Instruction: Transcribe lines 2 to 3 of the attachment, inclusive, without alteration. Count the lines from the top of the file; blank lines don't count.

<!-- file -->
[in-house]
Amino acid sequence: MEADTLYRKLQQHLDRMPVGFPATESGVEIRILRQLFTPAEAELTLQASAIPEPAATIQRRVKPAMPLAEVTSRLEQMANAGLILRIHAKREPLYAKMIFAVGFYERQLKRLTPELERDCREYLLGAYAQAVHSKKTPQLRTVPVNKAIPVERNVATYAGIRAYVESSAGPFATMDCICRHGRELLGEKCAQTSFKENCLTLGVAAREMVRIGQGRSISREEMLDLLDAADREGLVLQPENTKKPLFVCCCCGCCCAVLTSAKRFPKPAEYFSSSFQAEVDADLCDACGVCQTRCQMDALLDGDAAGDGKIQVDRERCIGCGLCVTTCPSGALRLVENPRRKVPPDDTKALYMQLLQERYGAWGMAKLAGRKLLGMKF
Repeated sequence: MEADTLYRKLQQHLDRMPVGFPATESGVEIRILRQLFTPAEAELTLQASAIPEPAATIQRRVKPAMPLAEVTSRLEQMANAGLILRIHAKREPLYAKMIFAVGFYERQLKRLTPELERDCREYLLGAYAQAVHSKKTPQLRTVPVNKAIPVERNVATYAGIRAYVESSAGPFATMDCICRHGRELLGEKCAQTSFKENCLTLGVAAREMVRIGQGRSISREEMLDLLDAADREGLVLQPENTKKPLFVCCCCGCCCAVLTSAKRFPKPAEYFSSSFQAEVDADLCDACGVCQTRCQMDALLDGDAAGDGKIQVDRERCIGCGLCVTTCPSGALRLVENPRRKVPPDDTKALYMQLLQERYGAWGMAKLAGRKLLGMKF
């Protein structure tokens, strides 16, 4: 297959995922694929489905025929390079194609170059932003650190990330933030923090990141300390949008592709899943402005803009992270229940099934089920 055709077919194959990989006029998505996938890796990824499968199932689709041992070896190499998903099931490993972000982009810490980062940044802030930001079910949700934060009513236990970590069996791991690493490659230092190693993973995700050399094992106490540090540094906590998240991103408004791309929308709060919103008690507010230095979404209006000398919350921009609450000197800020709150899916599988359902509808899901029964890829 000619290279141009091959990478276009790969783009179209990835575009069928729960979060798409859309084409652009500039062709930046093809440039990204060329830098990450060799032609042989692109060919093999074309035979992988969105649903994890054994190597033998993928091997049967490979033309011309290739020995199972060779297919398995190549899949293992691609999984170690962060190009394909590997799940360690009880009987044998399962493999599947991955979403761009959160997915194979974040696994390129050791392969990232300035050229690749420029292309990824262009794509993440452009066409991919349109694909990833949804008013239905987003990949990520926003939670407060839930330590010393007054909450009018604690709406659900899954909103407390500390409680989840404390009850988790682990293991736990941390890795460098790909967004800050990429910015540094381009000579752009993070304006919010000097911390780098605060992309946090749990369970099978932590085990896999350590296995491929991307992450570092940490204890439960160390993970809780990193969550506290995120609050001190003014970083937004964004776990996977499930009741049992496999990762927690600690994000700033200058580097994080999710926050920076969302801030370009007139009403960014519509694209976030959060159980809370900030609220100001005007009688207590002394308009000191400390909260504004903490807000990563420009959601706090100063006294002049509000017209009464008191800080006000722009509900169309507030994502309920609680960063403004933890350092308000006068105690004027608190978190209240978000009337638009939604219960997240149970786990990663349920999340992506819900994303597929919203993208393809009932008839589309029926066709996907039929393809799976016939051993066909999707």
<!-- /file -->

Amino acid sequence: MEADTLYRKLQQHLDRMPVGFPATESGVEIRILRQLFTPAEAELTLQASAIPEPAATIQRRVKPAMPLAEVTSRLEQMANAGLILRIHAKREPLYAKMIFAVGFYERQLKRLTPELERDCREYLLGAYAQAVHSKKTPQLRTVPVNKAIPVERNVATYAGIRAYVESSAGPFATMDCICRHGRELLGEKCAQTSFKENCLTLGVAAREMVRIGQGRSISREEMLDLLDAADREGLVLQPENTKKPLFVCCCCGCCCAVLTSAKRFPKPAEYFSSSFQAEVDADLCDACGVCQTRCQMDALLDGDAAGDGKIQVDRERCIGCGLCVTTCPSGALRLVENPRRKVPPDDTKALYMQLLQERYGAWGMAKLAGRKLLGMKF
Repeated sequence: MEADTLYRKLQQHLDRMPVGFPATESGVEIRILRQLFTPAEAELTLQASAIPEPAATIQRRVKPAMPLAEVTSRLEQMANAGLILRIHAKREPLYAKMIFAVGFYERQLKRLTPELERDCREYLLGAYAQAVHSKKTPQLRTVPVNKAIPVERNVATYAGIRAYVESSAGPFATMDCICRHGRELLGEKCAQTSFKENCLTLGVAAREMVRIGQGRSISREEMLDLLDAADREGLVLQPENTKKPLFVCCCCGCCCAVLTSAKRFPKPAEYFSSSFQAEVDADLCDACGVCQTRCQMDALLDGDAAGDGKIQVDRERCIGCGLCVTTCPSGALRLVENPRRKVPPDDTKALYMQLLQERYGAWGMAKLAGRKLLGMKF